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Floating Solar Trampoline By Ocean Sun Tested By Statkraft

A uniquely designed floating solar trampoline manufactured by Norwegian startup Ocean Sun has been purchased by Statkraft’s Albania unit for deployment at the Banja reservoir in Albania. The 2 megawatt array consists of four floating units of 0.5 MW each, at a total cost of €2.3 million.

A uniquely designed floating solar trampoline manufactured by Norwegian startup Ocean Sun has been purchased by Statkraft’s Albania unit for deployment at the Banja reservoir in Albania. The 2 megawatt array consists of four floating units of 0.5 MW each, at a total cost of €2.3 million.

The contract is the first major commercial sale of Ocean Sun’s floating solar technology, and the project will demonstrate the viability of the technology, the Lysaker, Norway-based company said in a statement.

Unlike other floating solar designs based on individual panel floats that are linked together, the Ocean Sun design attaches a large number of panels on the membrane as a modular unit, which typically includes a rigid circumference frame for anchoring.

Ocean Sun’s trampoline-style floating solar array reduces flotation framing compared with other designs. Credit: Ocean Sun

“Testing new technology for floating solar power panels fits very well with Statkraft’s strategy to grow our renewable energy generation from hydro, wind and solar. If the technology is proven successful and the potential for cost-competitiveness can be achieved, a wider application of floating solar may take place in other Statkraft locations,” said Christian Rynning-Tønnesen, CEO of Statkraft, in a companion statement.

A sale to a global energy company as large as Statkraft bodes well for Ocean Sun. Statkraft owns shares in 353 power plants with a total installed capacity of over 19 gigawatts, and owns shares in 17 district heating plants with an installed capacity of 789 MW.

Statkraft Albania received a preliminary authorization from the Government of Albania for the implementation of a floating solar plant at Banja with a feed-in-tariff in December 2018. Subject to final regulatory approvals, the solar plant will be constructed during the 2019/2020 period, Ocean Sun said.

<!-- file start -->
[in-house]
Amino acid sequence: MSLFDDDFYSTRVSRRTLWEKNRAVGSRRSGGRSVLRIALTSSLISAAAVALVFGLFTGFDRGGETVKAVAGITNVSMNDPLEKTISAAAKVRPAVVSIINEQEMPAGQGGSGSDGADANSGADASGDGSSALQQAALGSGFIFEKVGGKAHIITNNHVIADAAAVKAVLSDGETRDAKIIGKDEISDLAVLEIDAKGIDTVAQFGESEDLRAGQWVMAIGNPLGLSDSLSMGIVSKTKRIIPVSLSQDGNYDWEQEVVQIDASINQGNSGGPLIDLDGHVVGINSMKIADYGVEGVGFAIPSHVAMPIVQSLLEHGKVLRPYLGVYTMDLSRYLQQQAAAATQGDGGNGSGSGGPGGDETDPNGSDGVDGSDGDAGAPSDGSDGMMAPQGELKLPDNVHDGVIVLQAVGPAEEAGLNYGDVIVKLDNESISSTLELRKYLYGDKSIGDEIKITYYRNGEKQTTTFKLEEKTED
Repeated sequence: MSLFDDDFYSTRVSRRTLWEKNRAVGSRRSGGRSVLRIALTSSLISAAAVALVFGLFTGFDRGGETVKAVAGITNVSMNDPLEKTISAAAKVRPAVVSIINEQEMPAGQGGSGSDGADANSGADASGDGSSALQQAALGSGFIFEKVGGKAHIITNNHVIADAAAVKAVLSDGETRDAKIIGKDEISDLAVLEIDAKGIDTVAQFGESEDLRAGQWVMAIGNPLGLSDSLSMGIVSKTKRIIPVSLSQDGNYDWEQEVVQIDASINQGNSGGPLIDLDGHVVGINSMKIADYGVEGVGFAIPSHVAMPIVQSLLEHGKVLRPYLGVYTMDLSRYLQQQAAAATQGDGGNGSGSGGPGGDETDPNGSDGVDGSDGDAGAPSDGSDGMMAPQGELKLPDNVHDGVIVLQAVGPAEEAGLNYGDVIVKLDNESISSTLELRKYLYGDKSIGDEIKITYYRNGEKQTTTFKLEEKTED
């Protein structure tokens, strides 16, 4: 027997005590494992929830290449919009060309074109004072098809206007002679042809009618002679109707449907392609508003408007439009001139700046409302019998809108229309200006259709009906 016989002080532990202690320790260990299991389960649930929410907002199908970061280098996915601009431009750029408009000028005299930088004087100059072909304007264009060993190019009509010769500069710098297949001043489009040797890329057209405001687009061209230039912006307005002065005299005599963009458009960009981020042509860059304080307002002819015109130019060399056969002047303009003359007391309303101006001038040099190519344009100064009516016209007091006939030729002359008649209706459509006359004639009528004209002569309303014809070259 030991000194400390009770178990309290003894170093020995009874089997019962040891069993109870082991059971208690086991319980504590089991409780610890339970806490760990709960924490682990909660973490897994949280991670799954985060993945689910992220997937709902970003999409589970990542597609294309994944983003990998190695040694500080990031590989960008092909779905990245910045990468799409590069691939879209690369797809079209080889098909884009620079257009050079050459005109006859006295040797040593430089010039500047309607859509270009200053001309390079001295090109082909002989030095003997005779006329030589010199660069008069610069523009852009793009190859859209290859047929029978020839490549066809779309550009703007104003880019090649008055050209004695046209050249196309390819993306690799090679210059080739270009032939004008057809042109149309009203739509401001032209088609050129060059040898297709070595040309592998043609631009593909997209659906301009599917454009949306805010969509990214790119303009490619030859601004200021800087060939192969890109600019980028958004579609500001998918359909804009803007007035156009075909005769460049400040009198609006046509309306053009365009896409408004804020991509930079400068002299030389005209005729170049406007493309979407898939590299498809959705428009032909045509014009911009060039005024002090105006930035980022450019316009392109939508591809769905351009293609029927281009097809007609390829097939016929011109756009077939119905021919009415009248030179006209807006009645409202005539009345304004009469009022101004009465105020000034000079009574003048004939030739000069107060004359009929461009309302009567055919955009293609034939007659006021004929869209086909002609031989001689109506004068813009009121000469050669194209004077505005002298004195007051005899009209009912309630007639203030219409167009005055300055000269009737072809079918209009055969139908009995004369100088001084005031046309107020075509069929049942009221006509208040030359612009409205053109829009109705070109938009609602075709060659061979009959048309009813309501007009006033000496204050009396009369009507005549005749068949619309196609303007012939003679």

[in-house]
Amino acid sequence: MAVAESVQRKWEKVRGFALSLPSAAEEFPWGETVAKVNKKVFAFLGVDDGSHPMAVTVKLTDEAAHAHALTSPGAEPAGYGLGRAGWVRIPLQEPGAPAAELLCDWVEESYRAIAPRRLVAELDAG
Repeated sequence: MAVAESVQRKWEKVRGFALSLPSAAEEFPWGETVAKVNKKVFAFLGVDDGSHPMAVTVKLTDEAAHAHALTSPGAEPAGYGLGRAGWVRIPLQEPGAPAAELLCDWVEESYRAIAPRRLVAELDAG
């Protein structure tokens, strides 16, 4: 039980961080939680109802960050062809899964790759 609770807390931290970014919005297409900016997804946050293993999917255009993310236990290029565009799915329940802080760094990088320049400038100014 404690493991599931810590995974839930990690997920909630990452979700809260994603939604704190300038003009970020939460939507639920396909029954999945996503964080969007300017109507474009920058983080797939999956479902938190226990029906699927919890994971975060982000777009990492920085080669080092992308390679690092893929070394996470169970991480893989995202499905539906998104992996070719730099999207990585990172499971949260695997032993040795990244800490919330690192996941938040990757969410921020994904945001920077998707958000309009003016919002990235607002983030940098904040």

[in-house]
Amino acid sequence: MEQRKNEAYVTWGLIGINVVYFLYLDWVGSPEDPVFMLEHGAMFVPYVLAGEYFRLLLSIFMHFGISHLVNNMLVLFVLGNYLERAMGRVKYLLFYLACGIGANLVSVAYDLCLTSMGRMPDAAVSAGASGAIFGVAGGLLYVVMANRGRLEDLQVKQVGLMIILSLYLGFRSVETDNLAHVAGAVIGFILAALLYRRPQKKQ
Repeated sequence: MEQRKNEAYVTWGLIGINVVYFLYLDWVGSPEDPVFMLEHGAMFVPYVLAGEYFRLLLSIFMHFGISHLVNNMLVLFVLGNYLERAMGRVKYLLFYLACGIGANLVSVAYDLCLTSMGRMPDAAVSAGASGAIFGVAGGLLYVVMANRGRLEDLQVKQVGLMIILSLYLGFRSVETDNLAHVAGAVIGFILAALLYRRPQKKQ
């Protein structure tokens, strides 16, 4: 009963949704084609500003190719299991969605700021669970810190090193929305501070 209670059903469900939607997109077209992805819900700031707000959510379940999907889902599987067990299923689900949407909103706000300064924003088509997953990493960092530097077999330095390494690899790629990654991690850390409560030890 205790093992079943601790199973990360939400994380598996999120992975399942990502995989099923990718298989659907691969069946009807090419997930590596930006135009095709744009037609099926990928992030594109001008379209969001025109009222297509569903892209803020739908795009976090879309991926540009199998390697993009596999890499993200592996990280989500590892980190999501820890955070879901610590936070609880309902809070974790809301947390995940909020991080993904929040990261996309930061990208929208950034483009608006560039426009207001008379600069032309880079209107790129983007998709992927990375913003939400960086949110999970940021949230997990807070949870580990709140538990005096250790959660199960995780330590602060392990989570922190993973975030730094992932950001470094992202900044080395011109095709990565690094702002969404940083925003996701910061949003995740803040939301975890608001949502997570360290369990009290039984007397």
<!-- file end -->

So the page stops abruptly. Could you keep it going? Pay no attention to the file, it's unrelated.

The design of the Ocean Sun array includes dual-glass, silicon crystalline modules with customized junction box, cables and attachment features. The modules are attached to the membrane using a unique fixation mechanism, the company explains. This enables good thermal contact with the water body, and the membrane is carefully designed to withstand mechanical stress and sun exposure, it adds.

Since the modules are in close contact with the water, the low water temperature provides excellent cooling of the cells, which permits energy generation at higher efficiency levels than a module fixed in the air.

The anchored membrane system is hydro-elastic, which allows the PV modules to move with the harmonics of the waves, resulting in a wind drag of the central floater area at virtual zero, Ocean Sun says. Basin tests and computational fluid dynamics (CFD) analysis has shown that the system is able to withstand typhoon category 4 winds of 275 km/h, or over 170 miles per hour.

One side benefit of the membrane design, which will readily support the weight of several workers, is that the floaters will reduce underwater sunlight exposure, the company says. This can mitigate the problem of algae growth, often harmful to marine life, and will reduce evaporation, a growing concern in many warm and dry geographical areas, Ocean Sun says.

While the system is available for use world-wide, it is designed for peak efficiency at 45 degrees latitude, due to the horizontal orientation of the modules and the solar elevation angle, the company notes. This latitude ring encompasses central portions of Europe, China, and North America.

Ocean Sun offers three sizes of modular arrays, starting with the CF 500, the flagship circular design with 500 kilowatt-peak, a diameter of 72 meters and an area of about 4,000 square meters. The CF 200 is a 200 kWp circular floater with a diameter of 50 meters and an area of about 2,000 square meters, the company says.

Finally, the RF 100 is a 100 kWp rectangular floater with a width of 12 meters and a length of 80 meters. This design was developed for benign waterbodies such as rivers and ponds. The unit is not able to withstand the same wave conditions as the circular versions, Ocean Sun says.

Ocean Sun was founded in 2016 to enable large-scale solar developments on coastal seawater, lakes and reservoirs. The company has received grants from Innovation Norway and the Norwegian Research Council.

Statkraft is a leading company in hydropower internationally and Europe’s largest generator of renewable energy, a profile statement says. The Group produces hydropower, wind power, solar power, gas-fired power, and supplies district heating. Statkraft is a global company in energy market operations and has 3,600 employees in 15 countries.

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Written By

Charles specializes in renewable energy, from finance to technological processes. Among key areas of focus are bifacial panels and solar tracking. He has been active in the industry for over 25 years, living and working in locations ranging from Brazil to Papua New Guinea.


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